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A World of His Own

On Japanese Pseudonyms, Fake Worlds and Parental Disputes.

December 12th, 2010

"You encourage him," Todd whispered in an accusatory tone to his wife.

His wife, Emma, sighed indignantly and looked up from where she had been emptying the coffee pot into the kitchen sink. Her hazel eyes narrowed and she asked too quietly, "Encourage what exactly?"

"That."

Leaning his slight frame against the kitchen counter, Todd gestured to his 12-year-old son, Daniel, who had been firmly planted on the living room couch for four hours, typing away fervently on his laptop. Some days, Todd wondered whether the machine was permanently attached to his son's body. Danny was staring intently at the screen. His long, black hair draping over his eyes and blanketing him from the rest of the world, he seemed to notice nothing else.

"You're encouraging his anti-social behaviour. He should be in school, meeting kids his age, not hung up on the computer all day."

"It's the weekend, Todd. The schools aren't open anyway." Emma ran her fingers through her curly, brown hair, crossing her arms and bracing herself for the argument they had at least once a day.

She almost had it memorized. Her husband would bring up their son's disorder and the imaginary world he had created. He'd suggest a normative activity that Danny should be participating in. She'd disagree. They'd yell. They'd stop yelling and do the whole thing over again the next day. It was tiring.

"That's not the point, Emma! You really think all this talk about gold coins and crypto-whatsits is helping his condition?" Todd furrowed his brow, his chest constricting under the weight of his sudden irritation, the vein at the side of his temple pulsating.

"His condition? He's autistic, Todd. Not terminally ill."

"Em-"

"No, no!" Emma exclaimed, her voice rising an octave, her nosy crinkling the way it always did when she was frustrated, "I don't want to hear it! What is so wrong that he's found something that makes him feel happy even for a moment?"

"He's living in a fantasy land of fake money and Japanese men and nonsensical mumbo jumbo! And you are his disgusting enabler!" Todd bit back, relishing in the hurt that crossed his wife's delicate features.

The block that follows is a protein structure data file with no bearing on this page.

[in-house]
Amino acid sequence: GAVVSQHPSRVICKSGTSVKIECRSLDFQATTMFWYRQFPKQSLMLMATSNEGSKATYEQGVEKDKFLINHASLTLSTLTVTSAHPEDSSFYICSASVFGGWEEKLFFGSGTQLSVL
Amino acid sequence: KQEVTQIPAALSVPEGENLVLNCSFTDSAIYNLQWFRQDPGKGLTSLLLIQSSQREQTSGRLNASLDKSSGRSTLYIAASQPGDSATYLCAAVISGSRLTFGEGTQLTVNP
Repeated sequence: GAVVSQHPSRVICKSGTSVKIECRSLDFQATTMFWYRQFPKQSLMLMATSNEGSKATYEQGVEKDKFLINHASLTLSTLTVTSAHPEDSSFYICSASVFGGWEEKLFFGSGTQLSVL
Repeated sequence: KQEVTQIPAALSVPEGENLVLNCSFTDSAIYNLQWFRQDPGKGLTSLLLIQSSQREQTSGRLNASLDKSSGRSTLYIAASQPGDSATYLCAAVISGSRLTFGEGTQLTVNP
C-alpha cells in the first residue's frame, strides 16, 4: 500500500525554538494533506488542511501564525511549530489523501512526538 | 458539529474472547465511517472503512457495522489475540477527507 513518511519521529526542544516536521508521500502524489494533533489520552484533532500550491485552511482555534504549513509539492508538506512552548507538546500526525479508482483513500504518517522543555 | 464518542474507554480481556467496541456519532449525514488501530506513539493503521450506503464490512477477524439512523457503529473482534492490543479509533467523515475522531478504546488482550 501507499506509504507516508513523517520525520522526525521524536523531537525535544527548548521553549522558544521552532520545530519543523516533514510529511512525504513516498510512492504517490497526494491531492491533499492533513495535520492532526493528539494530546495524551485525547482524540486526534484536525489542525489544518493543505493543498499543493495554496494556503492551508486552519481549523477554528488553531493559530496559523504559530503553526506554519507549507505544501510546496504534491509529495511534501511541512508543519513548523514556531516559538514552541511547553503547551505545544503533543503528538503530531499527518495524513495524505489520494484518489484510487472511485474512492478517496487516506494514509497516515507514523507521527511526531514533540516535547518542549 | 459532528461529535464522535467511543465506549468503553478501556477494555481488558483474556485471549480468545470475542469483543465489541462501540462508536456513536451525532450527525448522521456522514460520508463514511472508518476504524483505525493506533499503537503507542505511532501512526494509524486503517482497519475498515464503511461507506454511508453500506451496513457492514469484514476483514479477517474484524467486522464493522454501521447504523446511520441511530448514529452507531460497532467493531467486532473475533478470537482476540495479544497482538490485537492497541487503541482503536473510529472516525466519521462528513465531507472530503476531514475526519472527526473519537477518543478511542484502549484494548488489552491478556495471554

Emma recoiled a bit, struck by her husband's words. She replied quietly, "It's normal that boys his age have hobbies. It's normal that-"

"HE'S NOT NORMAL!"

Silence.

Todd's eyes widened, shame enveloping him as he realized what he had just said. He walked slowly towards his shellshocked wife and reached out his arms. "Em, I-"

"Don't."

Daniel vaguely registered the sound of his parents arguing in the background. About him? Probably. He knew they thought he was weird, that they worried about him and wanted him to be like the other kids from school. He knew that his dad loved him but was also embarrassed by his son who had problems maintaining eye contact and doing things boys his age did like going to the waterpark or playing football. He knew that his mom loved him but often didn't know how to relate to his odd behaviour. He knew these things but had no clue how to let them know that he knew or make it better.

His life changed a few years ago when Grandpa Eli gifted him a computer for Christmas. He'd spent hours and hours looking it over from every angle, working to understand every nook and cranny of the machine. How it operated and what made it tick. Then he started thinking.

Two years ago, he created a world where paper money didn't matter and called it Bitcoin. His imagination had let loose, unfolding and expanding in a multitude of ways. In this world, he was Satoshi Nakamoto because if his cartoons had taught him anything, it was that Japanese people had the coolest action scenes and the best food. He wasn't just the oddball kid from New Hampshire anymore. Satoshi Nakamoto was an international man of mystery, a super genius and a creator of something truly great. His experience of Bitcoin had brought him into close contact with many friends who wanted to expand the world. They had worked tirelessly on it together, bouncing ideas back and forth, solving problems and bringing others into the fold. It was time to give it up though. There was nothing left for him here and he suspected that his continued reliance on Bitcoin would eventually lead to his parents' divorce. All because of him. He couldn't even imagine what-

"HE'S NOT NORMAL!"

His dad's voice derailed his train of thought. The living room came back into focus. Taking a deep breath, he pressed "Send" and heard the familiar whooshing sound, transmitting his final message: a technical solution and a hidden farewell. Looking up and flicking his hair out of the way, he said quietly but clearly, "Mom, Dad. I'm done."

Ravished by the throes of their ongoing argument, his parents both glanced at him. His dad's face was laden with guilt, sadness clouding the sea-green eyes they both shared, "Danny, I'm sorry. I didn't mean any of that. I was angry and I-"

"It's okay, Dad," Daniel said earnestly, "All that Bitcoin stuff is done. Pinky promise. I'll be normal."

Solemnly, he shut the laptop and smiled shyly.

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Laquesha Bailey
Laquesha Bailey
Read next: Understanding the Effects of Addiction on the Family
Laquesha Bailey

22 years old literally, about 87 at heart. I write about self care, university life, money, music, books and whatever else that piques my interest.

@laqueshabailey

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